Unsurprisingly, a lot of that development activity focused on Kubernetes and the tools to manage these container clusters. With this release, the team behind the OpenStack Kubernetes installer brought the launch time for a cluster down from about 10 minutes to five, regardless of the number of nodes. To further enhance Kubernetes support, OpenStack Stein also includes updates to Neutron, the project’s networking service, which now makes it easier to create virtual networking ports in bulk as containers are spun up, and Ironic, the bare-metal provisioning service.
All of that is no surprise, given that according to the project’s latest survey, 61 percent of OpenStack deployments now use both Kubernetes and OpenStack in tandem.
The update also includes a number of new networking features that are mostly targeted at the many telecom users. Indeed, over the course of the last few years, telcos have emerged as some of the most active OpenStack users as these companies are looking to modernize their infrastructure as part of their 5G rollouts.
Besides the expected updates, though, there are also a few new and improved projects here that are worth noting.
“The trend from the last couple of releases has been on scale and stability, which is really focused on operations,” OpenStack Foundation executive director Jonathan Bryce told me. “The new projects — and really most of the new projects from the last year — have all been pretty oriented around real-world use cases.”
The first of these is Placement. “As people build a cloud and start to grow it and it becomes more broadly adopted within the organization, a lot of times, there are other requirements that come into play,” Bryce explained. “One of these things that was pretty simplistic at the beginning was how a request for a resource was actually placed on the underlying infrastructure in the data center.” But as users get more sophisticated, they often want to run specific workloads on machines with certain hardware requirements. These days, that’s often a specific GPU for a machine learning workload, for example. With Placement, that’s a bit easier now.
It’s worth noting that OpenStack had some of this functionality before. The team, however, decided to uncouple it from the existing compute service and turn it into a more generic service that could then also be used more easily beyond the compute stack, turning it more into a kind of resource inventory and tracking tool.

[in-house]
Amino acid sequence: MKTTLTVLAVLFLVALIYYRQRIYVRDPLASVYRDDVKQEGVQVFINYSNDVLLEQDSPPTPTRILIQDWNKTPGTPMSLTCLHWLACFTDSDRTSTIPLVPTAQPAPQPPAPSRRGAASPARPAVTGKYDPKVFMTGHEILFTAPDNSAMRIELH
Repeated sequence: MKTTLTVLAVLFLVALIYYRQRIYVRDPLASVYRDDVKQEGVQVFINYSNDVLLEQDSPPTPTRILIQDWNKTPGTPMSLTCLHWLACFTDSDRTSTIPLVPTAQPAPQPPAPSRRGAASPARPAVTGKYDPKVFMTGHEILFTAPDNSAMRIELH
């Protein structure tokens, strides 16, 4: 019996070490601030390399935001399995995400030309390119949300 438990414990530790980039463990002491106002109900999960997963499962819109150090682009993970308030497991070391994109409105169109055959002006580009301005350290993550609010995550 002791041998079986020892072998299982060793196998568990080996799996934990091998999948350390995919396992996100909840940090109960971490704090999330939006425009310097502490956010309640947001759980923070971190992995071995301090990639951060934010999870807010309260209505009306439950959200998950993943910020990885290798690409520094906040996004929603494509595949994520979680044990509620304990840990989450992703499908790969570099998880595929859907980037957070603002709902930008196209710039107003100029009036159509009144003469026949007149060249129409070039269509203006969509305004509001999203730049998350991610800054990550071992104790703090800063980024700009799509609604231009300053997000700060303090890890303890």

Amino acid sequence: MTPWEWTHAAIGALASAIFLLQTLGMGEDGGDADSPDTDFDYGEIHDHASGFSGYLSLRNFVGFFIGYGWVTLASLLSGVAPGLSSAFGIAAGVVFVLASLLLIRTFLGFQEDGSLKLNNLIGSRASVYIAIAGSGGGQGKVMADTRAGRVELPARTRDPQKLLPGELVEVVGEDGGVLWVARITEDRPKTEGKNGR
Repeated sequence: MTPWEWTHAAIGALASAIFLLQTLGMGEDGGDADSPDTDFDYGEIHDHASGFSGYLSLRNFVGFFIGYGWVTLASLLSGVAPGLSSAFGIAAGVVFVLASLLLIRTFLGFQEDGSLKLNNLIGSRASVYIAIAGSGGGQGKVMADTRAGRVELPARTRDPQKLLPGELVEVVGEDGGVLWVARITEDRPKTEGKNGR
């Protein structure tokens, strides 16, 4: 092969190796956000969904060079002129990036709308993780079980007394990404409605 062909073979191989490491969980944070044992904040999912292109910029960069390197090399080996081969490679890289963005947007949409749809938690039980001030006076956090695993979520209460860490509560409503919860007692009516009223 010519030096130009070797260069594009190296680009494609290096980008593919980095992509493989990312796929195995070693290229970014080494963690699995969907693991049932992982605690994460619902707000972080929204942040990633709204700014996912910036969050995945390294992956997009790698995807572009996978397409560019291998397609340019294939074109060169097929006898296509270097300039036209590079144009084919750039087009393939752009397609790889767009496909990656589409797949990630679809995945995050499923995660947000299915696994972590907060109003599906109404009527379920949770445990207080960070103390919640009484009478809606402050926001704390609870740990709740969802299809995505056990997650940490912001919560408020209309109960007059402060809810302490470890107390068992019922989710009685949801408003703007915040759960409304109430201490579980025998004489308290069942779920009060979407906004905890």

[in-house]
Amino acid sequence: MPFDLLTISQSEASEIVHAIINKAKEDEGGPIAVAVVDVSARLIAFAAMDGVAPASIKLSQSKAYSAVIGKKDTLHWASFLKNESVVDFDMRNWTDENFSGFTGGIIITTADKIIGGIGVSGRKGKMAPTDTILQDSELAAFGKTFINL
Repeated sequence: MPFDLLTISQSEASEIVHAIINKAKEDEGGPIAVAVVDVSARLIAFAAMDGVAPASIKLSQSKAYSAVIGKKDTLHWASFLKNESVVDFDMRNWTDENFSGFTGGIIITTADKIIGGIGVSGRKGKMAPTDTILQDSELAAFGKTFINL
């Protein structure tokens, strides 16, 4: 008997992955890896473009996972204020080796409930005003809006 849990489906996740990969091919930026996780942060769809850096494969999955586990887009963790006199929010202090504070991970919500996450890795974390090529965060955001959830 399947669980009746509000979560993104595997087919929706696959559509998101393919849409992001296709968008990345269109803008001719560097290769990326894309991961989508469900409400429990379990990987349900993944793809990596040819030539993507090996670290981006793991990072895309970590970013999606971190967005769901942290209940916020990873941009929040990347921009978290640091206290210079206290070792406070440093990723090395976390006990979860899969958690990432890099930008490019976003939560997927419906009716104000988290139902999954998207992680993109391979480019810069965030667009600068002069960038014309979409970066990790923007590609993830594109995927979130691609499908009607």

Then, there is also Blazer, a reservation service that offers OpenStack users something akin to AWS Reserved Instances. In a private cloud, the use case for a feature is a bit different, though. But as some of the private clouds got bigger, some users found that they needed to be able to guarantee resources to run some of their regular, overnight batch jobs or data analytics workloads, for example.
As far as resource management goes, it’s also worth highlighting Sahara, which now makes it easier to provision Hadoop clusters on OpenStack.
In previous releases, one of the focus areas for the project was to improve the update experience. OpenStack is obviously a very complex system, so bringing it up to the latest version is also a bit of a complex undertaking. These improvements are now paying off. “Nobody even knows we are running Stein right now,” Vexxhost CEO Mohammed Nasar, who made an early bet on OpenStack for his service, told me. “And I think that’s a good thing. You want to be least impactful, especially when you’re in such a core infrastructure level. […] That’s something the projects are starting to become more and more aware of but it’s also part of the OpenStack software in general becoming much more stable.”
As usual, this release launched only a few weeks before the OpenStack Foundation hosts its bi-annual Summit in Denver. Since the OpenStack Foundation has expanded its scope beyond the OpenStack project, though, this event also focuses on a broader range of topics around open-source infrastructure. It’ll be interesting to see how this will change the dynamics at the event.
One of the biggest problems digital marketers face is nuances to crafting high-quality SEO rich content.
A great area of opportunity for marketers is their SEO alt text for images. We’ve all been to websites and the image is replaced by a red “X”, or it’s just a blank box. Wouldn’t it be great if you could benefit from that image box for an increased search engine ranking?
That’s where alt text comes in.
Alt text is just a way to describe what is going on in the image while actively increasing your ranking through smart, thoughtful placement of SEO keywords. We are going to look at ways you can improve your image alt text while keeping your content search engine friendly.
Research keywords before you start
It’s important that you look carefully into which keywords you’re going to use before you start creating content including your alt text. Google’s Keyword Planner tool can help you make educated decisions about which words are best suited for your website, depending on your niche.
When you’re researching keywords, the best practice is to look for words that feature high search volume but low competition. The reason for this thought process is simple.